The cancer-associated CTCFL/BORIS protein targets multiple classes of genomic repeats, with a distinct binding and functional preference for humanoid-specific SVA transposable elements
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A common aberration in cancer is the activation of germline-specific proteins. The DNA-binding proteins among them could generate novel chromatin states, not found in normal cells. The germline-specific transcription factor BORIS/CTCFL, a paralog of chromatin architecture protein CTCF, is often erroneously activated in cancers and rewires the epigenome for the germline-like transcription program. Another common feature of malignancies is the changed expression and epigenetic states of genomic repeats, which could alter the transcription of neighboring genes and cause somatic mutations upon transposition. The role of BORIS in transposable elements and other repeats has never been assessed.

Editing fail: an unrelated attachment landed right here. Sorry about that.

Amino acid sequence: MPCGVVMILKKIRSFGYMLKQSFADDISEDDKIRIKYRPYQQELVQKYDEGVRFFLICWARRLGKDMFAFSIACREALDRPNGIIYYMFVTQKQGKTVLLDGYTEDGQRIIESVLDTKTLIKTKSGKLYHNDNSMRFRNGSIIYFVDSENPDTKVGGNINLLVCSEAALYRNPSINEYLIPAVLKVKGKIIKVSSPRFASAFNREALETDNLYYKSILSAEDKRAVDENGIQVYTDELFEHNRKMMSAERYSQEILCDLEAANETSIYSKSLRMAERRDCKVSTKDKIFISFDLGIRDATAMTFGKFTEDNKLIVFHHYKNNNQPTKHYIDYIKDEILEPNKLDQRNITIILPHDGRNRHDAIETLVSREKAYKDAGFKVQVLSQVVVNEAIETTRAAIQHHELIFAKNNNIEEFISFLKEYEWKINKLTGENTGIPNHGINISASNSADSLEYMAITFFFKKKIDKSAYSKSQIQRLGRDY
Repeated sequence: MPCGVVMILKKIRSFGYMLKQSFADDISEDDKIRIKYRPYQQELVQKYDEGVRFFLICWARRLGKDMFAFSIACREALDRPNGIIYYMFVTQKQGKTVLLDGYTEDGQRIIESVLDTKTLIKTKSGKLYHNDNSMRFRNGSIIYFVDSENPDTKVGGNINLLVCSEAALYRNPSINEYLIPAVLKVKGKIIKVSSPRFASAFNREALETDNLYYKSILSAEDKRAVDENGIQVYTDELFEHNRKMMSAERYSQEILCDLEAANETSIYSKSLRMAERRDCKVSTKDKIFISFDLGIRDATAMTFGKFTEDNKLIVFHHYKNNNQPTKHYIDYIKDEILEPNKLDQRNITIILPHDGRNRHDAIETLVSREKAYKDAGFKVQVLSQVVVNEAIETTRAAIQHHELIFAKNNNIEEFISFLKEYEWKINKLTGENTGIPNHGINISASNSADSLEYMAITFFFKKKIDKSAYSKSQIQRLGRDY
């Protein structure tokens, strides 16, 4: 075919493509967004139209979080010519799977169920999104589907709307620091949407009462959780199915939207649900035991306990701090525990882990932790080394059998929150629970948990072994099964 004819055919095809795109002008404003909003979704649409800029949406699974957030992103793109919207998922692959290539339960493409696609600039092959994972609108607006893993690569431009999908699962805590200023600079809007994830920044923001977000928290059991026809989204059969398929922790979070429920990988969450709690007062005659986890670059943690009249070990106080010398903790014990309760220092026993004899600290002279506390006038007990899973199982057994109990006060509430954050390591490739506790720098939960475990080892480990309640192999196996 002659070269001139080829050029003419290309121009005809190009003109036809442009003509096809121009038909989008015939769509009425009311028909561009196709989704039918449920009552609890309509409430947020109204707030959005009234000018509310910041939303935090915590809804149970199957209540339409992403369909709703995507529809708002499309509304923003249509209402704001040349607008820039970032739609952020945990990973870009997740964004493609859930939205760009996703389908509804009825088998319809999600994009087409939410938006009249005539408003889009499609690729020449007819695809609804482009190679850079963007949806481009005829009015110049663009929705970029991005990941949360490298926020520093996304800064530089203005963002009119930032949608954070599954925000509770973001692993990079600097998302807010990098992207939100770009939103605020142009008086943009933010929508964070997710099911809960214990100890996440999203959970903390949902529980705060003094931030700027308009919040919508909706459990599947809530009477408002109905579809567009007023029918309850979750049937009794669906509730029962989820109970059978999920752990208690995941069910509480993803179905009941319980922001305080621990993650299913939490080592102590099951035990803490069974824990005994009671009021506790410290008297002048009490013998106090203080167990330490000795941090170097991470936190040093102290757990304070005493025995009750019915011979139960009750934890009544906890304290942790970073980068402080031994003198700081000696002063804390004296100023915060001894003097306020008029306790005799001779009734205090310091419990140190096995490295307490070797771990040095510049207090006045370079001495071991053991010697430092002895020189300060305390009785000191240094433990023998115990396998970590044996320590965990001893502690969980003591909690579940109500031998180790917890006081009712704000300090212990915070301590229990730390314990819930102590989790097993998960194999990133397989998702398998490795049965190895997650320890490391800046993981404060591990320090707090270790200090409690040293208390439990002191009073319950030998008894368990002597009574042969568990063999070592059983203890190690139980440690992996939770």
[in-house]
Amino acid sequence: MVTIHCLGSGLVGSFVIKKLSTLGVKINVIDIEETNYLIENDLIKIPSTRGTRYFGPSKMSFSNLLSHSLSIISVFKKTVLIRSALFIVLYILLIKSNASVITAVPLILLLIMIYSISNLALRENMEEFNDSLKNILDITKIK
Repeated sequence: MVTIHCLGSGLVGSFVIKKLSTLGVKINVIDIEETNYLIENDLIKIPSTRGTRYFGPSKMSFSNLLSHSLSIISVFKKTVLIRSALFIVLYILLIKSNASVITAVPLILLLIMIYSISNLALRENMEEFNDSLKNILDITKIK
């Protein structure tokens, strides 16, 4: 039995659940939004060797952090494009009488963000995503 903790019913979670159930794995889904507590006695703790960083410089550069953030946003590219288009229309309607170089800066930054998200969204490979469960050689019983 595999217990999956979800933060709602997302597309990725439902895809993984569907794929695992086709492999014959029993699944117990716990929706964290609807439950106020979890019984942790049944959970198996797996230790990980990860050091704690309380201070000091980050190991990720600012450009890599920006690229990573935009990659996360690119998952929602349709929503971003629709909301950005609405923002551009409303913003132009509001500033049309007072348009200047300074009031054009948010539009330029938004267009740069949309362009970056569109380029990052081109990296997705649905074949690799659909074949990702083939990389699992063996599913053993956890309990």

The investigation of BORIS and CTCF binding to DNA repeats in the K562 cancer cells dependent on BORIS for self-renewal by ChIP-chip and ChIP-seq revealed three classes of occupancy by these proteins: elements cohabited by BORIS and CTCF, CTCF-only bound, or BORIS-only bound. The CTCF-only enrichment is characteristic for evolutionary old and inactive repeat classes, while BORIS and CTCF co-binding predominately occurs at uncharacterized tandem repeats. These repeats form staggered cluster binding sites, which are a prerequisite for CTCF and BORIS co-binding. At the same time, BORIS preferentially occupies a specific subset of the evolutionary young, transcribed, and mobile genomic repeat family, SVA. Unlike CTCF, BORIS prominently binds to the VNTR region of the SVA repeats in vivo. This suggests a role of BORIS in SVA expression regulation. RNA-seq analysis indicates that BORIS largely serves as a repressor of SVA expression, alongside DNA and histone methylation, with the exception of promoter capture by SVA.